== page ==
Does Your Controlling Boss Keep Tabs On You?

It's a manager's job to ensure that workers are being productive. But some managers can take it a bit too far, especially when they constantly check in on their employees. If you've suffered under a controlling manager, we want to hear your story.

Angry boss image from Shutterstock

Microsoft founder Bill Gates recently confessed that he used to memorise the number plates of his employees' vehicles so he could keep tabs on when they are coming into work and and when they finish up. A famously diligent worker, Gates' standards for his staff were high. But even he admitted that he was a "little more intense than most people" and had to scale back his micromanagement ways as the company grew.

Previously, we've talked about how when a manager micromanages, it's not necessarily a bad thing, but this type of control freak behaviour can easily get out of hand. Staff morale suffers and it leads to a generally miserable workplace.

This is particularly bad when an offending manager tracks your movements more diligent than a government spy agency.

We have written about how to deal with micromanagers in the past, but we want to hear from you guys. If you've had experience with a control freak boss who keeps tracks of everything you do in your workplace, tell us your story in the comments.

[Via Business Insider Australia]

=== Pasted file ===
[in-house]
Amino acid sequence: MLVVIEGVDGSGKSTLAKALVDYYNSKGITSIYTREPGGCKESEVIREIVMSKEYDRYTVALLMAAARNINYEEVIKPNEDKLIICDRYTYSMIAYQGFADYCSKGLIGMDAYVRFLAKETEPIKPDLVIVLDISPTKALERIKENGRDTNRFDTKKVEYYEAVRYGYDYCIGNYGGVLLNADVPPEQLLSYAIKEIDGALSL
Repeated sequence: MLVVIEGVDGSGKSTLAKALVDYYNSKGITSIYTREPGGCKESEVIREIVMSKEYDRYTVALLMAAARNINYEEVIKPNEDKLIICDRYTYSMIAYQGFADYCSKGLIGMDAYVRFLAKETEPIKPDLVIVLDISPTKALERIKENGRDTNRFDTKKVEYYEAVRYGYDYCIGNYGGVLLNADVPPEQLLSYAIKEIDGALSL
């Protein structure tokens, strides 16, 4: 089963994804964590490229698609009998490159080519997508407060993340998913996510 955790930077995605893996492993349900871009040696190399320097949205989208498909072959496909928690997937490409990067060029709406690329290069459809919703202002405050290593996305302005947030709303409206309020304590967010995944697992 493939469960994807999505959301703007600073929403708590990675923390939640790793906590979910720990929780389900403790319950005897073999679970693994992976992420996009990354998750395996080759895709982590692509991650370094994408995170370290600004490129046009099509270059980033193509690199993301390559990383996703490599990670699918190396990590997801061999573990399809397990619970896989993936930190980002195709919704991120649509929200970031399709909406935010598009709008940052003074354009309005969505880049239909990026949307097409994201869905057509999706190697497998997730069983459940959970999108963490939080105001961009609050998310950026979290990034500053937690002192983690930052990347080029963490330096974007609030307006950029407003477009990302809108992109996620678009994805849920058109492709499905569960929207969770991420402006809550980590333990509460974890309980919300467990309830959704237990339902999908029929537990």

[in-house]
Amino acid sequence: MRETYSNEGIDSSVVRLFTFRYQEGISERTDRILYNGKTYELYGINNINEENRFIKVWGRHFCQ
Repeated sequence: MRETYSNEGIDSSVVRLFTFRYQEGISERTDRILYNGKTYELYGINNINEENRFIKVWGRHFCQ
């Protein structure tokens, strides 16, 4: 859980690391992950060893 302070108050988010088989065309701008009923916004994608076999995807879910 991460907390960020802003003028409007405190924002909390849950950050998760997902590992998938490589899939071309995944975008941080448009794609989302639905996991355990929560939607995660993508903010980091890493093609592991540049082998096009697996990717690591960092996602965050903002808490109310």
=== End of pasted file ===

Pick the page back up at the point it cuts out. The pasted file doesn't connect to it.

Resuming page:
Comments

    Had a boss who wanted to know exactly where I was if I wasn't at my desk (even though I was mostly always at my desk) - to the point of I had to ask her if I wanted to go to the bathroom.

    It started after I left my desk for 2 minutes to go to the bathroom, which was just outside of the small office's front door. I told the receptionist, so all she'd need to do would be "hey, where's ?" and the receptionist would have told her. Got back to the office, summoned to a closed door meeting and told that if EVER I leave my desk, for whatever reason, I need to clear it with her first.

      Surprised she didn't hand out toilet passes. She sounds like a strict school teacher.

    I had a manager who thought it was a good idea to base our daily hours around simple maths - 38 hours a week, divided by 5. So 7 hours 36 minutes a day. To make that work, he insisted we only take 24 minute lunch breaks so that the start and end times of our days were neat.
    It wasn't well received.

      and then you had that one guy who always took 25 mins geez

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